Thanks for the fair replies. A fairer comparison indeed is the Byzantine Rite and the traditional Roman Rite (Tridentine). That said, with the Second Vatican Council and the Novus Ordo, Rome 'asked for it'. Traditionalist Catholics from the moderately well-informed on up agree with you! The Novus Ordo's a mistake, a stinkeroo, and because the Tridentine Mass is still relatively rare now, this video's a valid criticism, even if you don't buy the maker's and the blogger's premise.
That said, the current Pope's started to turn this around, not only lifting all restrictions on the old Mass but fixing the English in the Novus Ordo so even liberal parishes have to get the words right, so it's sound in spite of them (even though, with ceremonial like shown here, they make it annoying/unedifying; 40-year-old cultural BS it'll take a while to weed out).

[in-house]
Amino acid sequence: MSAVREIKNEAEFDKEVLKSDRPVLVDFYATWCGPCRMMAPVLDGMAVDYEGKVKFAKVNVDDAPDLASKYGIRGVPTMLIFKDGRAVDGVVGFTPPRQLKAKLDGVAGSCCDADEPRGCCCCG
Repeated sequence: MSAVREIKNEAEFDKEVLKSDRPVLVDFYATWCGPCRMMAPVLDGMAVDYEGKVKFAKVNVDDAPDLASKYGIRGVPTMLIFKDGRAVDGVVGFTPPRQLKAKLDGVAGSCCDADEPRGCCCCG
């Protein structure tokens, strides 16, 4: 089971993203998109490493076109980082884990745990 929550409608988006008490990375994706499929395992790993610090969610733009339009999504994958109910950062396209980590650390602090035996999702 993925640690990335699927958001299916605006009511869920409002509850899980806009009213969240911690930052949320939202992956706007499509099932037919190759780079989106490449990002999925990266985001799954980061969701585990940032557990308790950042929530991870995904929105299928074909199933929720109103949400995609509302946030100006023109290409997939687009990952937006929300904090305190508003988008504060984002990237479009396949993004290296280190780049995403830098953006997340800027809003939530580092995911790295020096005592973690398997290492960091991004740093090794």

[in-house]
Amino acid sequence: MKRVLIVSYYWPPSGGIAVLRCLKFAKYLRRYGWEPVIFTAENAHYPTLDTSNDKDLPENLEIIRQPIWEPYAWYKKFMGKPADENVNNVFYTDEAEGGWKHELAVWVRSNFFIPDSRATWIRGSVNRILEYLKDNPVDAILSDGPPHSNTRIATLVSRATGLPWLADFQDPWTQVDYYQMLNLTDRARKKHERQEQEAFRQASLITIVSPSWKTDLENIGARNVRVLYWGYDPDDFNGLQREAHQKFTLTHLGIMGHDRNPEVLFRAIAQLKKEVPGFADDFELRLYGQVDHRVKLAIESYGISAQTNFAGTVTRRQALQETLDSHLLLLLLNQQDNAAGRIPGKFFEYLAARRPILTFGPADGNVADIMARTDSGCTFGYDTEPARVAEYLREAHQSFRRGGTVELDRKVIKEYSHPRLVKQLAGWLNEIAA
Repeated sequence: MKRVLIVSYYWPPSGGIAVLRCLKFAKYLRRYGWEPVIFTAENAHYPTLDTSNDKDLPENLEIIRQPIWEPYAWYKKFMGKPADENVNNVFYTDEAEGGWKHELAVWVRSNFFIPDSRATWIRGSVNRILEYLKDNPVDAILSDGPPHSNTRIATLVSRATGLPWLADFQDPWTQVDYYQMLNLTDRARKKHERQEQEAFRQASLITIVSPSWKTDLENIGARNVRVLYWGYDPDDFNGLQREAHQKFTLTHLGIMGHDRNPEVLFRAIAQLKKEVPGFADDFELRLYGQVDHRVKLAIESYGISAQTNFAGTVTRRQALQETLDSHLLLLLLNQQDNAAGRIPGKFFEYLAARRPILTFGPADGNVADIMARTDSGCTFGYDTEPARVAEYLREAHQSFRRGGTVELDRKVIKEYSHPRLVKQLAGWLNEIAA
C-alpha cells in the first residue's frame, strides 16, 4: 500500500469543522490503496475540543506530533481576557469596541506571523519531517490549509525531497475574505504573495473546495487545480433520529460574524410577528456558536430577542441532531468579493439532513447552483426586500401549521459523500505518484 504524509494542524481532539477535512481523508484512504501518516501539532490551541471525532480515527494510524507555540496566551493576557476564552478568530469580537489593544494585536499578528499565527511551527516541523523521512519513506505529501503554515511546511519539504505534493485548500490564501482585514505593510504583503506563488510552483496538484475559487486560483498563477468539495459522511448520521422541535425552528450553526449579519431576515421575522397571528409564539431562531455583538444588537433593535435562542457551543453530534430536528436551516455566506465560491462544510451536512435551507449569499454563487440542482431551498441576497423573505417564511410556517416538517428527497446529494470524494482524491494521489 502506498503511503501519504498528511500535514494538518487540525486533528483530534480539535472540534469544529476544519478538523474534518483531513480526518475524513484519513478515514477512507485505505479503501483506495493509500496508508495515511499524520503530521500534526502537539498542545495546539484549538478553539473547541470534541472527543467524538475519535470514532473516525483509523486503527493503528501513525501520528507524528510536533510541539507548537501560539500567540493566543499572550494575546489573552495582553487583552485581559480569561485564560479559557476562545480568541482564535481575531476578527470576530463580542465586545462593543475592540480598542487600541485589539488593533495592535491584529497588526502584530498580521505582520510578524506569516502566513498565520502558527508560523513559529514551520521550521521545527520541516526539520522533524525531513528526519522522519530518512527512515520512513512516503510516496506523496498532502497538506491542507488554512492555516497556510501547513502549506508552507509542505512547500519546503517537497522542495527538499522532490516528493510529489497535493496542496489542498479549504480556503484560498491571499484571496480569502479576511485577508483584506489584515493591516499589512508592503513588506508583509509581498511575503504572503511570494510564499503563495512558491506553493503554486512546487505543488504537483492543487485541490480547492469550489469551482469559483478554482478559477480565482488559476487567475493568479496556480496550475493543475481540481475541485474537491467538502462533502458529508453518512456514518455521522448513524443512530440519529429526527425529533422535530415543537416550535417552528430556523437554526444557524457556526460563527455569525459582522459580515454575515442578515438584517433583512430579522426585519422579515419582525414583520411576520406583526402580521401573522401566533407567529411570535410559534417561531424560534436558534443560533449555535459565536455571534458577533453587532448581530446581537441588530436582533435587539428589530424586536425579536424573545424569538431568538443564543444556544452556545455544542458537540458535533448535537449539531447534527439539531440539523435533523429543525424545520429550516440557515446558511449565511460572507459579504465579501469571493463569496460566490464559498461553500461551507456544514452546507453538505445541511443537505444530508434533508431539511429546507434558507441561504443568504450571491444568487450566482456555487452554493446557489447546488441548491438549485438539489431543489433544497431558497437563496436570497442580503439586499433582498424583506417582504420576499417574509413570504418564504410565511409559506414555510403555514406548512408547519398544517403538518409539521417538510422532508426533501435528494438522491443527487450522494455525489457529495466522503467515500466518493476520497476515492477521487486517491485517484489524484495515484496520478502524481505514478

The Catholic liturgical movement before the council wanted to teach ordinary Catholics to know and love the Tridentine Mass and the divine office (the Roman Rite's horologion). With that in mind, it loved and studied the Orthodox and other rites.
Justin, I wouldn't say trads believe God is essentially unknowable. They are orthodox Chalcedonians (blessed be Jesus Christ, true God and true man, as a prayer at one Roman Rite service says: the creed/Symbol summed up). A mystery of orthodoxy, both Catholic and Orthodox, is God's both transcendent and immanent.
The rule's always been to have the traditional Roman Rite in Latin but that's discipline, not doctrine. I think a vernacular option for the Tridentine Mass's a great idea. Would-be Catholics in the Anglican churches wrote beautiful translations many years ago (circa 1911 for example), Rome's for the asking (and the base for what some Western Rite Orthodox use, as a link in this thread shows). I also understand there's a rule allowing the readings (lesson/epistle and gospel) at the altar to be in the vernacular, but I understand trads in Europe do that but not in America.
Of course the Orthodox use liturgical languages too: Slavonic in Slavic countries; medieval Greek for the Greeks.